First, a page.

When county clerks in New Mexico tried to figure out why voter registrations had slowed to a trickle this spring despite an upcoming primary, they made a surprising discovery: The culprit was a new online voter registration system at motor vehicle offices. Introduced with fanfare in January, the new system required drivers to go to a separate computer kiosk at the motor vehicle office to complete their voter registration. That proved to be too much hassle for many potential voters; it also violated the federal “motor voter” law. New Mexico, which has gone back temporarily to using paper voter registration forms, was trying to improve its motor voter performance in response to a 2010 court order. In most states, no one knows how well motor vehicle agencies comply with the mandate to register voters because no one is really keeping track. But a growing consensus says they are failing. Poor implementation of the National Voter Registration Act, the 21-year-old law that requires motor vehicle offices to register voters, is emerging as a problem when almost every aspect of voting is coming under scrutiny, either because of controversial voter identification laws or long lines at the polls.
The bipartisan commission formed by President Obama to investigate long voting lines in the 2012 election called the motor voter law “the election statute most often ignored.” Motor vehicle departments “are supposed to play the most important registration role,” the commission said. Instead, they “are the weakest link in the system. … Some DMVs appear to disregard the law.”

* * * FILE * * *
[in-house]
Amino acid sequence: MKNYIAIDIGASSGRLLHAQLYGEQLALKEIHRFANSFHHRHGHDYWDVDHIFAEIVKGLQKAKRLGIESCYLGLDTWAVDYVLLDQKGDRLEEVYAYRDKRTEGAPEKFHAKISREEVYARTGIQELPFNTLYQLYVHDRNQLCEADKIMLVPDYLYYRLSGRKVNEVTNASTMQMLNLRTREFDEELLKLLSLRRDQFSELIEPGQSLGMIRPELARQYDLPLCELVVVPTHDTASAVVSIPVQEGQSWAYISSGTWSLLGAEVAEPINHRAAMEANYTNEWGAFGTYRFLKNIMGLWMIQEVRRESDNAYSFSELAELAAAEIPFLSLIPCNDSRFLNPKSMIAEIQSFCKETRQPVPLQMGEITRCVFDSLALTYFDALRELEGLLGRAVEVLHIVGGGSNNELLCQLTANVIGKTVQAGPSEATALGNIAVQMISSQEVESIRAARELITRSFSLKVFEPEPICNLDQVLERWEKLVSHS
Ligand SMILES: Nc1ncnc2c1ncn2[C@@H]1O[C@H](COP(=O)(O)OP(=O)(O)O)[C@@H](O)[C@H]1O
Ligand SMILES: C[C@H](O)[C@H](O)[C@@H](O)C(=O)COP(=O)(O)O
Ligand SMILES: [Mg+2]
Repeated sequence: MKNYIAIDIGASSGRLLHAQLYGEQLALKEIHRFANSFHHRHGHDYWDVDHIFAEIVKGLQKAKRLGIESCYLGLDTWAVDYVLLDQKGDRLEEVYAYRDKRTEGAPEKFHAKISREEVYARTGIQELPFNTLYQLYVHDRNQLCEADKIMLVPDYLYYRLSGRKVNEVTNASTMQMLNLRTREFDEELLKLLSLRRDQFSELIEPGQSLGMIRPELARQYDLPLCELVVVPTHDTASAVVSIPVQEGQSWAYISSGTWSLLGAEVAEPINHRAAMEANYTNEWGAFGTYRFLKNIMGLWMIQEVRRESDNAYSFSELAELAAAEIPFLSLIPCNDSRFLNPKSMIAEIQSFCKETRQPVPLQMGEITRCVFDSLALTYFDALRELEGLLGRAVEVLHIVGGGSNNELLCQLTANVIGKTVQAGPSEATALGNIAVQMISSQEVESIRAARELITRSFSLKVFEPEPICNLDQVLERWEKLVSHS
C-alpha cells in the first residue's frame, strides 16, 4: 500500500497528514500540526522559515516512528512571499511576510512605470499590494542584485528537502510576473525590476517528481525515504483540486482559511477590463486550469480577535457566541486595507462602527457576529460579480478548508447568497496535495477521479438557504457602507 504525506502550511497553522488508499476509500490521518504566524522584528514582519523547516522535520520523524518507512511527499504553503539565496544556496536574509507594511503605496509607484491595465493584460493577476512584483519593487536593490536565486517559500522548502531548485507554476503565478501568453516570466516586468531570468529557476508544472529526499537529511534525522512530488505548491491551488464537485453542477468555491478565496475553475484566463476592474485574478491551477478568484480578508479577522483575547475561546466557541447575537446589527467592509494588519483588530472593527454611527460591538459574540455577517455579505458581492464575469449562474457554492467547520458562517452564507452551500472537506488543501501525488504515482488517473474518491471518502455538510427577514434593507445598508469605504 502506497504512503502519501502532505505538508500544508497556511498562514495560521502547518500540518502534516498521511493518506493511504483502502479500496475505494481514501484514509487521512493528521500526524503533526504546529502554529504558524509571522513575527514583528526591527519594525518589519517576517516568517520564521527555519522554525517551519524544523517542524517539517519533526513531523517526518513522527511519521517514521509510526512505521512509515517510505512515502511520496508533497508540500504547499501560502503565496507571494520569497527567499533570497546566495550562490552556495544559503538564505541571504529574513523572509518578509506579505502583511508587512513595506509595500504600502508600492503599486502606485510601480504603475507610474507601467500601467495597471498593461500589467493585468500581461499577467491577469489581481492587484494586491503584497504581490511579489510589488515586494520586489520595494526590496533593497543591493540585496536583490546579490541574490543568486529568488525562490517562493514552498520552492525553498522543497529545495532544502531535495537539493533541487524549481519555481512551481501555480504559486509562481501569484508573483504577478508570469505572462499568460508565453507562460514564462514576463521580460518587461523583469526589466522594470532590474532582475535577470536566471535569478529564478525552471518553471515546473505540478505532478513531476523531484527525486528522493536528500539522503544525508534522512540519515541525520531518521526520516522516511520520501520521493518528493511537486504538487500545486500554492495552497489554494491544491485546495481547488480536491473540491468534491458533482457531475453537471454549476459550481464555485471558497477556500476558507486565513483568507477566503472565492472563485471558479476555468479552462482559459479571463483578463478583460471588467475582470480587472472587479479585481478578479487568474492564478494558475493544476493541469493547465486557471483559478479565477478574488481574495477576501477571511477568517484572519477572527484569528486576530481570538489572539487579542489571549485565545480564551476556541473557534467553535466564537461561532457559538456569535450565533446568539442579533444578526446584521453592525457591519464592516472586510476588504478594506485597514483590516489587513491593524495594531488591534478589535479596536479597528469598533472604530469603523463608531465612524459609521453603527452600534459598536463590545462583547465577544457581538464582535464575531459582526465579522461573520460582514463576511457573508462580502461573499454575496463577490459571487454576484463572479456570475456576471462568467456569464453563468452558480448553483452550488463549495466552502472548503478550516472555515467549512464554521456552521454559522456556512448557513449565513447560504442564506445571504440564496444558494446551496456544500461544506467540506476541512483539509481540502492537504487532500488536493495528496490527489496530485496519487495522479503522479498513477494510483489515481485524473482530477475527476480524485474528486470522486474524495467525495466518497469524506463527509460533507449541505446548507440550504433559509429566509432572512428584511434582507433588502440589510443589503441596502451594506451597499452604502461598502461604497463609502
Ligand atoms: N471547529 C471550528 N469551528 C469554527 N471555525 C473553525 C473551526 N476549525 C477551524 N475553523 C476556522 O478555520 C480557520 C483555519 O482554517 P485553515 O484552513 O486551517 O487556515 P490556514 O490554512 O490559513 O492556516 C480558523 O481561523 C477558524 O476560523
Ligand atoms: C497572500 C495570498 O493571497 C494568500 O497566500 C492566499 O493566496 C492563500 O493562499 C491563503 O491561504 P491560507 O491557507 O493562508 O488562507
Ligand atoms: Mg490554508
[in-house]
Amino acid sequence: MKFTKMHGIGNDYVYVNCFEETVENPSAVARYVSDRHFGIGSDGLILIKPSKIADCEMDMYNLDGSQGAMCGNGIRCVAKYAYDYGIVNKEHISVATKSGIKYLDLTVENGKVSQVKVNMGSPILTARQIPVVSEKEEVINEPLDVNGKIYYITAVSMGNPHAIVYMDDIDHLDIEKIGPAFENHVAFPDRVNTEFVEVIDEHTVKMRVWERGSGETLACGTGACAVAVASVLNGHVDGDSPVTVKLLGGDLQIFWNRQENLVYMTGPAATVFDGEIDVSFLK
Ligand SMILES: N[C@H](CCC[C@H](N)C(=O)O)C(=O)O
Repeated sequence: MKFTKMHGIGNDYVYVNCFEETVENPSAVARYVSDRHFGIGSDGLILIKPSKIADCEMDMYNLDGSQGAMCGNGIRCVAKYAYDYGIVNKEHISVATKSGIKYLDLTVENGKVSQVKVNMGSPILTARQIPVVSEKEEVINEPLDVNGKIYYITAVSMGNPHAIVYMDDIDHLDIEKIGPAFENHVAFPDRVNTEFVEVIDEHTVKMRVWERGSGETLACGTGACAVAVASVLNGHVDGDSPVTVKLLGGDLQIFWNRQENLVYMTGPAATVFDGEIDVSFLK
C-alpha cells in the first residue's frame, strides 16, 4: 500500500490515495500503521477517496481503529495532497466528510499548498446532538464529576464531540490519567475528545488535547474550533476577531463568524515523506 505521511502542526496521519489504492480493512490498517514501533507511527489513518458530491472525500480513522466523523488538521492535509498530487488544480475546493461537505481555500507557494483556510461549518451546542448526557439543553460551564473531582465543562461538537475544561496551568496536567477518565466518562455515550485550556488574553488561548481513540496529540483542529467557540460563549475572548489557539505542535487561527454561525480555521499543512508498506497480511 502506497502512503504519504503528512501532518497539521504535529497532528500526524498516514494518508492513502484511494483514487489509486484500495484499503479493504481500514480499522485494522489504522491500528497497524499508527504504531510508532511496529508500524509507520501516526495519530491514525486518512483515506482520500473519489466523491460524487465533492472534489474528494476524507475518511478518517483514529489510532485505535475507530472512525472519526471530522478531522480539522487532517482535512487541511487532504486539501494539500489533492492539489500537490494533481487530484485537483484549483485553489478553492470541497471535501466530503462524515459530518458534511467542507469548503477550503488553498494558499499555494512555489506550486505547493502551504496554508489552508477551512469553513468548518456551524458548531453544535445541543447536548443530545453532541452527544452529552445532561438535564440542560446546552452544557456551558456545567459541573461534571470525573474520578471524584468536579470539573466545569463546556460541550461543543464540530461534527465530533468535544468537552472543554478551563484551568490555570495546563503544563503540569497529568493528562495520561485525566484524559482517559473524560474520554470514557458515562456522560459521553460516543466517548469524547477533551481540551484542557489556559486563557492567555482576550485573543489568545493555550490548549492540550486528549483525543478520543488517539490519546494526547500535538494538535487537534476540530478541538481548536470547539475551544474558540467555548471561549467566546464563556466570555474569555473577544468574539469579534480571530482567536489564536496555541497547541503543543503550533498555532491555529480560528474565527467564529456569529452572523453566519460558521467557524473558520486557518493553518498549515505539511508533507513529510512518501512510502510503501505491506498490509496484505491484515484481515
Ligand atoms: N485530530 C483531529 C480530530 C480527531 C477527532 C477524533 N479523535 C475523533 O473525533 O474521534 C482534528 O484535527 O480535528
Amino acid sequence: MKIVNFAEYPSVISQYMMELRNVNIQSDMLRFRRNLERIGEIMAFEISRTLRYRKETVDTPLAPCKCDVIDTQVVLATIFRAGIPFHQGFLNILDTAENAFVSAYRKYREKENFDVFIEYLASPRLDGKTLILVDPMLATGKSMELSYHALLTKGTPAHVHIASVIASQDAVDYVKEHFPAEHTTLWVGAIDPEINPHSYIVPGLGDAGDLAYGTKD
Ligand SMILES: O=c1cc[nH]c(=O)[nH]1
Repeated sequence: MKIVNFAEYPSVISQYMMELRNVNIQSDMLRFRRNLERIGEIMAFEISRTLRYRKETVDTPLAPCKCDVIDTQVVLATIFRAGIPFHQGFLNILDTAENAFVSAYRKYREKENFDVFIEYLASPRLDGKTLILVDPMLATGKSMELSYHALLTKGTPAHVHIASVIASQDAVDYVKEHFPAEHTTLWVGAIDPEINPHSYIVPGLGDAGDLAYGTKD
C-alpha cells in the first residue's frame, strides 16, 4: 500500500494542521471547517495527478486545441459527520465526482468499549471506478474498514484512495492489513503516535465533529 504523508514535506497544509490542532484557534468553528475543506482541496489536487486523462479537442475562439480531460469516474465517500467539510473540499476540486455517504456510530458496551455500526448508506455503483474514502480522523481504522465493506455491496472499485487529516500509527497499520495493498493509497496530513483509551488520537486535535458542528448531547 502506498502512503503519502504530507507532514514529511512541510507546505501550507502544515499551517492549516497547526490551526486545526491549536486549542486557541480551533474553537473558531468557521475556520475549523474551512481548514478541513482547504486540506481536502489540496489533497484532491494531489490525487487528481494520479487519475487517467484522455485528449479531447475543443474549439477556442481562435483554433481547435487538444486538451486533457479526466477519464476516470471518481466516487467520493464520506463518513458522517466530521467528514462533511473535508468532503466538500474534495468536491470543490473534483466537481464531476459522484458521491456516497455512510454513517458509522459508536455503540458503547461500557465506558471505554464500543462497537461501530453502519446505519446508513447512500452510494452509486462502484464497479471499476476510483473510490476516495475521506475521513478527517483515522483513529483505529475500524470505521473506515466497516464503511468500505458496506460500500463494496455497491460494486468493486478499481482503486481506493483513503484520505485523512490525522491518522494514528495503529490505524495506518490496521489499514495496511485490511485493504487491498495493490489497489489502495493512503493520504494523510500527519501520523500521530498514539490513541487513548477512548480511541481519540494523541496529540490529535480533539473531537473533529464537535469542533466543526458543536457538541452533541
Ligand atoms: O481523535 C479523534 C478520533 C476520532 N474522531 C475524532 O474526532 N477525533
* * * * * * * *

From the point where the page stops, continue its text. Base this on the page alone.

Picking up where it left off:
Inaccurate voter registration causes holdups on Election Day, and a big part of inaccurate voter registrations is the failure by motor vehicle agencies to register voters or to update voter registrations when drivers update their license information, election experts say.
The problem affects millions of Americans. More than 130 million voted in the 2012 election, and, according to the presidential commission, 10 million of them waited more than half an hour to vote. As many as 16 million people are inaccurately registered. In some states, up to 15% of voting records are inaccurate, the commission said. About 50 million Americans, one-quarter of the voting-eligible population, aren’t registered at all.
Full Article: Motor voter problems mean delays at polls.